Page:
Dear Gossips,

We must protect Caity Weaver. 

Caity Weaver, outstanding writer, outstanding writer of celebrity profiles, humorist, and gossip champion always shows her work, we have adored her from afar for years here at LaineyGossip, and she has delivered once again – this time a piece for The New York Times, investigating the online rumour that’s been percolating for months now about whether or not William and Catherine of House Cambridge have been buying Instagram followers to compete with Harry and Meghan of House Sussex. And in Shakespearean fashion. After all, as the Bard himself wrote, “A sad tale’s best for winter”, and Caity’s come through with one that’s not of “sprites and goblins” but of dukes and duchesses…and maybe these days, they’re interchangeable anyway. 

Over and above the content, this for me is the draw of Caity’s article: it’s her writing style, her cleverness, her wit – all of that is on display in this piece of investigative journalism, and the skill here is that her flair never overtakes the facts. Caity came through with the research. She looked into the stats. She threw down the numbers, she brought the receipts. Something’s rotten in Kensington Palace. 

Or, is it the gossip’s favourite dilemma: coincidence or conspiracy? 

If you believe that it’s a conspiracy, that there’s something suspicious about the Cambridge Instagram follower count, then you’re building off the premise that House Cambridge has some feelings about House Sussex’s popularity. And there is actually a trail of gossip that supports the theory; gossip that precedes all the drama of the last year. Gossip that originated even before Prince Harry married Meghan Markle. 

Let’s fast forward to January 2018. Harry and Meghan were headed to Wales. That same day, William was scheduled to make a visit to a hospital in London. And according to the Daily Mail, which has since bent over backwards to coronate the Cambridges, William was annoyed that the events were happening on the same day because he knew he would be overshadowed. You’ll recall, in Robert Jobson’s biography of Prince Charles, published in 2018 to commemorate his 70th birthday, William was described as “a little grand”. None of that was in dispute at the time of publication by the very tabloids who’ve been decidedly pro-Cambridge these last months as the Sussexes have planned their exit.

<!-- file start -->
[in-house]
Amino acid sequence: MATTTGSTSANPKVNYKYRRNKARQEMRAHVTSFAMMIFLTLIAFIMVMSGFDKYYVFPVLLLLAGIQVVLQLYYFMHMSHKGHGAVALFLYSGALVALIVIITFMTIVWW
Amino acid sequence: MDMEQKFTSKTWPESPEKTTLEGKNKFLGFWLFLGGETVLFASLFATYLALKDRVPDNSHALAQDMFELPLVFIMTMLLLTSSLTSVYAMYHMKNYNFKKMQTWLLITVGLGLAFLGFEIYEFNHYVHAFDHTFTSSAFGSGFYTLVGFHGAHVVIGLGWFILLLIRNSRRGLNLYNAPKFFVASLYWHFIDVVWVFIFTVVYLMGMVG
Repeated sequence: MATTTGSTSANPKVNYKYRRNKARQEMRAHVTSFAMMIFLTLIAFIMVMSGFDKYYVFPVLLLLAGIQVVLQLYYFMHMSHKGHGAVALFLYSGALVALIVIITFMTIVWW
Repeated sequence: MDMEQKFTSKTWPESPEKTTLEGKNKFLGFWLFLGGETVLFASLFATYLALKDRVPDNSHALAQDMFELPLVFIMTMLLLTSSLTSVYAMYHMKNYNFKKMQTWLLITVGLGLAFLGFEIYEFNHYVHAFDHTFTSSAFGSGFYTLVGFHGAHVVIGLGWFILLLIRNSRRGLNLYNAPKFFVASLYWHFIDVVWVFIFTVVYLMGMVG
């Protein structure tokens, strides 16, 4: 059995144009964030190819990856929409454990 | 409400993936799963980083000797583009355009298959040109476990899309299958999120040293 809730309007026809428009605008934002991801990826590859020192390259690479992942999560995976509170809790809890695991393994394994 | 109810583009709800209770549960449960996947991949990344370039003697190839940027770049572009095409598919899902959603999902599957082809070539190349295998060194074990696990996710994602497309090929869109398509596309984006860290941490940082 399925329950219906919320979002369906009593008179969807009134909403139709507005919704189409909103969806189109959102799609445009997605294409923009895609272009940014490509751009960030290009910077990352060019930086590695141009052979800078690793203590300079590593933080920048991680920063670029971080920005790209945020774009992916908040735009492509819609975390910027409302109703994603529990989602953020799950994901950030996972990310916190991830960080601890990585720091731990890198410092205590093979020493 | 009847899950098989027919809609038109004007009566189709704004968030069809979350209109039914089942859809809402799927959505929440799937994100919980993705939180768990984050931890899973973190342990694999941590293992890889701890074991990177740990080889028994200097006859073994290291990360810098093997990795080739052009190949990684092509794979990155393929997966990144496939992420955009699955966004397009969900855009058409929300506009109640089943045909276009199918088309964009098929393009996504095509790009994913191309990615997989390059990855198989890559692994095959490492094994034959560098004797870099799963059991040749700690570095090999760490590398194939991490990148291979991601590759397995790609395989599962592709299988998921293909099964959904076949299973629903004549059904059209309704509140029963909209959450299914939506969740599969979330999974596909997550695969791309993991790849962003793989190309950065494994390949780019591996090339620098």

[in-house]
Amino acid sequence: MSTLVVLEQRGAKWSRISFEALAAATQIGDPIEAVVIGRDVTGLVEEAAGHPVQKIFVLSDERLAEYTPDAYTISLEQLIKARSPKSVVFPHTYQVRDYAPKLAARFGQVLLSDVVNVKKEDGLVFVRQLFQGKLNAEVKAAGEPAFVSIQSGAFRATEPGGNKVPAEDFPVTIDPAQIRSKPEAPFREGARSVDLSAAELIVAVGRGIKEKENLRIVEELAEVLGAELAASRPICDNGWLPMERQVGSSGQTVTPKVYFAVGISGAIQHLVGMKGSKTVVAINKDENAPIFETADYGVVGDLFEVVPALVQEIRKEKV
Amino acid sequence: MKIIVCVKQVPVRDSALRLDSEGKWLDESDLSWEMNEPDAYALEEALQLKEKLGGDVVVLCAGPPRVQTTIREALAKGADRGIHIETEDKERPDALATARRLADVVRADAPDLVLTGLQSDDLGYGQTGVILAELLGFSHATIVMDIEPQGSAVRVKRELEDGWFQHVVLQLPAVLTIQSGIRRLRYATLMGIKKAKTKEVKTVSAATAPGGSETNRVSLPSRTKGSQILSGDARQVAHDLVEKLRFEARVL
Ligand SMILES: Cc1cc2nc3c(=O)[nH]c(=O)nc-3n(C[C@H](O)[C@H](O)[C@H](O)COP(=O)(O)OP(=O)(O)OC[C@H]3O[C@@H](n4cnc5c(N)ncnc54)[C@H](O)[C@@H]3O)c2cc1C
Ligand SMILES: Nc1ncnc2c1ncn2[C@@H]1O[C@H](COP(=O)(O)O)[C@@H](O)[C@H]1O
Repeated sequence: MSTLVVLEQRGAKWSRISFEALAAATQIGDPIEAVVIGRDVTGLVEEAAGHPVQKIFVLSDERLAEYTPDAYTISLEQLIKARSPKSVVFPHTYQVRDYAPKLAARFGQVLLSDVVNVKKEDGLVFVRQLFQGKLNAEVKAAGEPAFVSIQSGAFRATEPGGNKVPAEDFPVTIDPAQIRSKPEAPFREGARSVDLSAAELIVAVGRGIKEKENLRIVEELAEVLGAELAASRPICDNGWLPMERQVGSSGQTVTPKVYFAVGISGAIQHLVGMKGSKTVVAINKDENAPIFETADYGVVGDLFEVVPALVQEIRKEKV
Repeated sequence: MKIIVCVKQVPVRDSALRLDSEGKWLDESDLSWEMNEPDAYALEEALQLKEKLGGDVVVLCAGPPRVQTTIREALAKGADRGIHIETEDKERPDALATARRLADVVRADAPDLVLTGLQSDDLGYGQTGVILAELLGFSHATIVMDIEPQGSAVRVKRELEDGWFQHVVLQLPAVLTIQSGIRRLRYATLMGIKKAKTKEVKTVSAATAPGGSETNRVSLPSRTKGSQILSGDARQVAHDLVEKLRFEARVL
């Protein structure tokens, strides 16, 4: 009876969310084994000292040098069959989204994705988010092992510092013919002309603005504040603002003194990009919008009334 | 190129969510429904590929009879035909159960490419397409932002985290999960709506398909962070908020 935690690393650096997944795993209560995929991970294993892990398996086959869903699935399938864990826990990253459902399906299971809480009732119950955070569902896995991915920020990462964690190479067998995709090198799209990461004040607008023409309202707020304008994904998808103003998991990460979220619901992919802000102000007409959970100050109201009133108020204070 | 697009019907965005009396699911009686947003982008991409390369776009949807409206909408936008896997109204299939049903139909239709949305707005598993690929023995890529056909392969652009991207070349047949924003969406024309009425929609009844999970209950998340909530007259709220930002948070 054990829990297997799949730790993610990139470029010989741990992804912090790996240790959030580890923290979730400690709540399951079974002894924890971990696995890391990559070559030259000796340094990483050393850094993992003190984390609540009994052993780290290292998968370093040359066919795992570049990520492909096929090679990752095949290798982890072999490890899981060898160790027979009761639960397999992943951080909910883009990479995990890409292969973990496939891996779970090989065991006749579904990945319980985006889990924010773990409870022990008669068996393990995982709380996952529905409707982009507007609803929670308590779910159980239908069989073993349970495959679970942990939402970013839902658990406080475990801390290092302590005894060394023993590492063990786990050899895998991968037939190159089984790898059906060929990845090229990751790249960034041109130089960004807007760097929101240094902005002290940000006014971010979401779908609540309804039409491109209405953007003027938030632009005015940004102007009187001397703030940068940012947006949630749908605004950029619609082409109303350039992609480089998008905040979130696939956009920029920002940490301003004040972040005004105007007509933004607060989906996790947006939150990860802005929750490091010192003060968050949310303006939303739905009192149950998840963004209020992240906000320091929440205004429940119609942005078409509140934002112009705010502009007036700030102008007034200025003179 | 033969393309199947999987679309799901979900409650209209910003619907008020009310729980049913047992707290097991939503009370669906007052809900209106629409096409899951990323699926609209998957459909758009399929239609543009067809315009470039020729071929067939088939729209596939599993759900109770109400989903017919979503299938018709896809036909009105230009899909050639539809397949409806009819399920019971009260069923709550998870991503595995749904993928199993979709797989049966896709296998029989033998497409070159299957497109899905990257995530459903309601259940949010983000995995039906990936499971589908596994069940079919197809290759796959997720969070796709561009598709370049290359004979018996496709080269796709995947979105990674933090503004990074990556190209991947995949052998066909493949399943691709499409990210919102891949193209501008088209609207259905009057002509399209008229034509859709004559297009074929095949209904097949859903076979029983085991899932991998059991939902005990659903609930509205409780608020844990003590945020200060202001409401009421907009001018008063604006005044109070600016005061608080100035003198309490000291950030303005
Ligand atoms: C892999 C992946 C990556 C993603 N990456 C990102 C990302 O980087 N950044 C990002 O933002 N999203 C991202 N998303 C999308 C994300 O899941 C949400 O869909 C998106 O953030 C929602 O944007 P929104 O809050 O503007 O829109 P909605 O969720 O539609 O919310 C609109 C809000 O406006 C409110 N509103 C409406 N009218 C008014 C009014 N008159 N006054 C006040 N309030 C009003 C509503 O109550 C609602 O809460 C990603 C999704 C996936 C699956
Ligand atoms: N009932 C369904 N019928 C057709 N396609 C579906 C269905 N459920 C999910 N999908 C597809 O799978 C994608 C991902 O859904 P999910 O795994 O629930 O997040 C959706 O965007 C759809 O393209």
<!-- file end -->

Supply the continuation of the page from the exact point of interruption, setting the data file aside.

So how does someone who bristles at a scheduling conflict and is said to be “a little grand” about his status react to his younger brother and sister-in-law tracking higher on social media than he does? 

“A little more than kin, and less than kind.”

By the end of her piece, Caity doesn’t come to a definitive conclusion about whether or not the Cambridges are indeed up to some Instagram shenanigans. She doesn’t have to and that’s not how this works, it’s not how gossip works. She’s laid out a case – the charts and graphs and the side-by-side comparisons – and it’s up to the gossip public to examine the evidence and take a position, filtered through their own prism of bias. 

“Let every eye negotiate for itself, and trust no agent.” 

Caity Weaver, man. She’s a f-cking professor. All those years of English classes just came right back. 

Have a great weekend!

Yours in gossip,